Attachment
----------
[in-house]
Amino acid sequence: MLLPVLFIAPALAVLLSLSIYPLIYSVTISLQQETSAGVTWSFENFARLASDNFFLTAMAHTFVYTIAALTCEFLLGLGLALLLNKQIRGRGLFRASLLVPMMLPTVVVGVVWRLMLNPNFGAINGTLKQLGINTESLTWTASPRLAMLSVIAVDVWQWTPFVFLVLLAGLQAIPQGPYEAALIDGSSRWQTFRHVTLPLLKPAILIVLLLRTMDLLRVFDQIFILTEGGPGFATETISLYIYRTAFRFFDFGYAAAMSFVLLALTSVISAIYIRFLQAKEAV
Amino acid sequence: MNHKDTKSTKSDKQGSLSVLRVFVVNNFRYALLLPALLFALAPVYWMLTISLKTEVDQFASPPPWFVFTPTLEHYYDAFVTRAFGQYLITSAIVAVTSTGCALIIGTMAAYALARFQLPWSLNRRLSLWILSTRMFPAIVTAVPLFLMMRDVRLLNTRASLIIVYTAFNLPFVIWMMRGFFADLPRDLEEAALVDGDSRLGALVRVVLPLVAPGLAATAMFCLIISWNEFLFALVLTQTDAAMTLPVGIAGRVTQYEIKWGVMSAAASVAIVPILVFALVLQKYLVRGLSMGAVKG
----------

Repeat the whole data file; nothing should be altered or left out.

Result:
[in-house]
Amino acid sequence: MLLPVLFIAPALAVLLSLSIYPLIYSVTISLQQETSAGVTWSFENFARLASDNFFLTAMAHTFVYTIAALTCEFLLGLGLALLLNKQIRGRGLFRASLLVPMMLPTVVVGVVWRLMLNPNFGAINGTLKQLGINTESLTWTASPRLAMLSVIAVDVWQWTPFVFLVLLAGLQAIPQGPYEAALIDGSSRWQTFRHVTLPLLKPAILIVLLLRTMDLLRVFDQIFILTEGGPGFATETISLYIYRTAFRFFDFGYAAAMSFVLLALTSVISAIYIRFLQAKEAV
Amino acid sequence: MNHKDTKSTKSDKQGSLSVLRVFVVNNFRYALLLPALLFALAPVYWMLTISLKTEVDQFASPPPWFVFTPTLEHYYDAFVTRAFGQYLITSAIVAVTSTGCALIIGTMAAYALARFQLPWSLNRRLSLWILSTRMFPAIVTAVPLFLMMRDVRLLNTRASLIIVYTAFNLPFVIWMMRGFFADLPRDLEEAALVDGDSRLGALVRVVLPLVAPGLAATAMFCLIISWNEFLFALVLTQTDAAMTLPVGIAGRVTQYEIKWGVMSAAASVAIVPILVFALVLQKYLVRGLSMGAVKG